Taxation Determination

TD 2006/25

Income tax: are margin payments made in respect of exchange-traded option and futures contracts deductible under section 8-1 of the Income Tax Assessment Act 1997?

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FOI status:

may be released

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This publication (excluding appendixes) is a public ruling for the purposes of the Taxation Administration Act 1953. A public ruling is an expression of the Commissioner's opinion about the way in which a relevant provision applies, or would apply, to entities generally or to a class of entities in relation to a particular scheme or a class of schemes. If you rely on this ruling, we must apply the law to you in the way set out in the ruling (or in a way that is more favourable for you if we are satisfied that the ruling is incorrect and disadvantages you, and we are not prevented from doing so by a time limit imposed by the law). You will be protected from having to pay any underpaid tax, penalty or interest in respect of the matters covered by this ruling if it turns out that it does not correctly state how the relevant provision applies to you.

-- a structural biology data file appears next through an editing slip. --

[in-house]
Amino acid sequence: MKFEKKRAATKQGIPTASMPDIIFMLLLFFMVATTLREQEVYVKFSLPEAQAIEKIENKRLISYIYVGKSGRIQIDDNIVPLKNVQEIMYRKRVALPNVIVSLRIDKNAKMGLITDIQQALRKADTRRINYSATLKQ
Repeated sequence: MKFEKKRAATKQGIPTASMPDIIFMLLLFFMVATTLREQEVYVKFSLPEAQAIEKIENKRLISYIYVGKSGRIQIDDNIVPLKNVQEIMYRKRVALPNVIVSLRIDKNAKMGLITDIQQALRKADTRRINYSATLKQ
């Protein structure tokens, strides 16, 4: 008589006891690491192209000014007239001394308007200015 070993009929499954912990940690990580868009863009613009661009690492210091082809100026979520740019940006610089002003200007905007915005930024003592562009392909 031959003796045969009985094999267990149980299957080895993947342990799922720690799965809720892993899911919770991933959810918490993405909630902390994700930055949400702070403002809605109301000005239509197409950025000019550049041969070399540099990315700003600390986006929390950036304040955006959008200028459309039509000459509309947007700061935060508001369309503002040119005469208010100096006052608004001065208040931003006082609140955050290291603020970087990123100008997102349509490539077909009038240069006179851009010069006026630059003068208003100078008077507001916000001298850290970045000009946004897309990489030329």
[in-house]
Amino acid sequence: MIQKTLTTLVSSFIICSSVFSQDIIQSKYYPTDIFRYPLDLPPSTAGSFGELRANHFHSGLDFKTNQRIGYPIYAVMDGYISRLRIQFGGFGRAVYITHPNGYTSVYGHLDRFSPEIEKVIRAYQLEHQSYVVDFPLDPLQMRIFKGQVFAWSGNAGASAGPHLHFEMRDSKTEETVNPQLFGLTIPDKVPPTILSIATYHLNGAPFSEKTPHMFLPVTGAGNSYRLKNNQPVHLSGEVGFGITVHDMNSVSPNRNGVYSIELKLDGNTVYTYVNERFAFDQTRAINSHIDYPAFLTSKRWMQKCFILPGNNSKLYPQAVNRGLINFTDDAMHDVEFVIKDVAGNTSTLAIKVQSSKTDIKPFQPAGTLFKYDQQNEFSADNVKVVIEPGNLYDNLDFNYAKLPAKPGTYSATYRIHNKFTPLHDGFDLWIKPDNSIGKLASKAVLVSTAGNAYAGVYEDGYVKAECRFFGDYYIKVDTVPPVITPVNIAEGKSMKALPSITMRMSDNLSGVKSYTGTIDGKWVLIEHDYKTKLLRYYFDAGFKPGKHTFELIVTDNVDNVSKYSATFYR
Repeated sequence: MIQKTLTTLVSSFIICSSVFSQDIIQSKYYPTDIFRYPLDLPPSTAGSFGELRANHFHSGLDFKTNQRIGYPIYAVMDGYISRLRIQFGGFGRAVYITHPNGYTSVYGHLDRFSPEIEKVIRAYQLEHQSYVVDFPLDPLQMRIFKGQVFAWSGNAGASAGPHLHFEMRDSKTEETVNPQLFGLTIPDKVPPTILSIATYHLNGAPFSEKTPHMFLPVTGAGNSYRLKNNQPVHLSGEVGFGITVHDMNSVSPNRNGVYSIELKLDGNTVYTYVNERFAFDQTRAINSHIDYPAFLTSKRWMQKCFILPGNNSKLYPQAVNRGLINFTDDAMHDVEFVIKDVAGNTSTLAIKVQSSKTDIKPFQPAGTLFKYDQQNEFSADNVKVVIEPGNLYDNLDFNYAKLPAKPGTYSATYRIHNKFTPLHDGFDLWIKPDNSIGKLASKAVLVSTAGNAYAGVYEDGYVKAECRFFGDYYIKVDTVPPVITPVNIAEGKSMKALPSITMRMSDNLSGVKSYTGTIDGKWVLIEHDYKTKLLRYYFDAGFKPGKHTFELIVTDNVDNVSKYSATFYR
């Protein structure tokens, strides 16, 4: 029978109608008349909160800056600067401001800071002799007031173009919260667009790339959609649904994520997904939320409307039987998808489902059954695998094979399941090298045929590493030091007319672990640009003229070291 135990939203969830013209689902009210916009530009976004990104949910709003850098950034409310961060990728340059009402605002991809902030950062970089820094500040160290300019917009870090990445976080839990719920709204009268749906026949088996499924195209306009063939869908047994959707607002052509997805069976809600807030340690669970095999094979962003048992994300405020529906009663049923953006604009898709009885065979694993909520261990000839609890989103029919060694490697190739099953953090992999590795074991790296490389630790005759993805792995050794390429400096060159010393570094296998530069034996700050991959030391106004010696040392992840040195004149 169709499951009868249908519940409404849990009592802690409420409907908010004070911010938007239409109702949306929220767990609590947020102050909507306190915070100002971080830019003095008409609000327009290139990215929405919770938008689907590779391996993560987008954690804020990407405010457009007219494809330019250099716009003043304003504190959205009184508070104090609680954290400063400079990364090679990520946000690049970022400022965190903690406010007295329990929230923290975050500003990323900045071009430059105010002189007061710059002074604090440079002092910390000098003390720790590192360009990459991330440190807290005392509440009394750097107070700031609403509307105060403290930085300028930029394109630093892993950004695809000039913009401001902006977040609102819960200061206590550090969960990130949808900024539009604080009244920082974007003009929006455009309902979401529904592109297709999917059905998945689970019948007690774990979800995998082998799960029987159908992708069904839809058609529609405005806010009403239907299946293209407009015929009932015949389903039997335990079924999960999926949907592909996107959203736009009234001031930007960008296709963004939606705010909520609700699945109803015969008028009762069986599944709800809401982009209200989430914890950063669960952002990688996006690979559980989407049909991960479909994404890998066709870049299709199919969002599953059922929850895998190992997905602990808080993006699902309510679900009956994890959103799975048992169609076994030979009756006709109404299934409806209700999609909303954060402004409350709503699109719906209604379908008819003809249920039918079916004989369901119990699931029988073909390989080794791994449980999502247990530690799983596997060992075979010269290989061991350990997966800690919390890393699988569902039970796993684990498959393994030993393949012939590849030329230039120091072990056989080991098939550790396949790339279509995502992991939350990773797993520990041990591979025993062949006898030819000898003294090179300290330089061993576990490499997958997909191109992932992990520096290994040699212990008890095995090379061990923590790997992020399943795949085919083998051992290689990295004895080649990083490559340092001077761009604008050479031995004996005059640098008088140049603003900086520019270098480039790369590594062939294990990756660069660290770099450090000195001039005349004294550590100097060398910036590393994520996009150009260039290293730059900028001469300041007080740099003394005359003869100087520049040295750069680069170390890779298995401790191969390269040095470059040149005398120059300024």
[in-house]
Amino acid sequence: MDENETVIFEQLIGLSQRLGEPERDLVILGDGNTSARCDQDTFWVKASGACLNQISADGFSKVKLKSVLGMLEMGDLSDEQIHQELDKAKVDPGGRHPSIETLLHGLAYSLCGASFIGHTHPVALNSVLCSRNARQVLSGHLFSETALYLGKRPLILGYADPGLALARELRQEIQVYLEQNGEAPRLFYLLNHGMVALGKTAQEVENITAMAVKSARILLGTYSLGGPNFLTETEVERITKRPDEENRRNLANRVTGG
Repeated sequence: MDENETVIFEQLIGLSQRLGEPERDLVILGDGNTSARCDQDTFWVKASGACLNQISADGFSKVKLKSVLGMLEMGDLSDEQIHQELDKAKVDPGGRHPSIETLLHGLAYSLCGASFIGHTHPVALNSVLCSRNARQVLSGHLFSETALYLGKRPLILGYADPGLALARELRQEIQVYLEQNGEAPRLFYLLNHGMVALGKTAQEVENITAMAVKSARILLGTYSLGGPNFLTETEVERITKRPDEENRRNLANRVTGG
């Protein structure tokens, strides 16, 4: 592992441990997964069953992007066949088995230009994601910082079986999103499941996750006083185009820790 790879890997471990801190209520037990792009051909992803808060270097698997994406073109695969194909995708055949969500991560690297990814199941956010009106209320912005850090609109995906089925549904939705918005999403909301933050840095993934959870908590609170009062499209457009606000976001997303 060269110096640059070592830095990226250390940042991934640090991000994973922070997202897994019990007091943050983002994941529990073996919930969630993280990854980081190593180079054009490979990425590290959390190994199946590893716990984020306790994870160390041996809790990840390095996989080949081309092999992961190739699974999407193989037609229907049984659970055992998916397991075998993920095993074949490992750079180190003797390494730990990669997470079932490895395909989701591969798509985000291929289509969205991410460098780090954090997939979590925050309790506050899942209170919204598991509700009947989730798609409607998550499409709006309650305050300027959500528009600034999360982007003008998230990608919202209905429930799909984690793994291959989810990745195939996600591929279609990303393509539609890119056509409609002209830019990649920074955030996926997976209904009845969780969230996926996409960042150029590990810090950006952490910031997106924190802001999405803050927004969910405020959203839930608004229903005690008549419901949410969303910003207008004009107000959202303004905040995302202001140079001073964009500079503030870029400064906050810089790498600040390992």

Ruling

1. No. Margin payments made in respect of exchange-traded option and futures contracts are not deductible under section 8-1 of the Income Tax Assessment Act 1997 (ITAA 1997).

Date of effect

2. This Determination applies both before and after its date of issue. However, the Determination does not apply to taxpayers to the extent that it conflicts with the terms of settlement of a dispute agreed to before the date of issue of the Determination.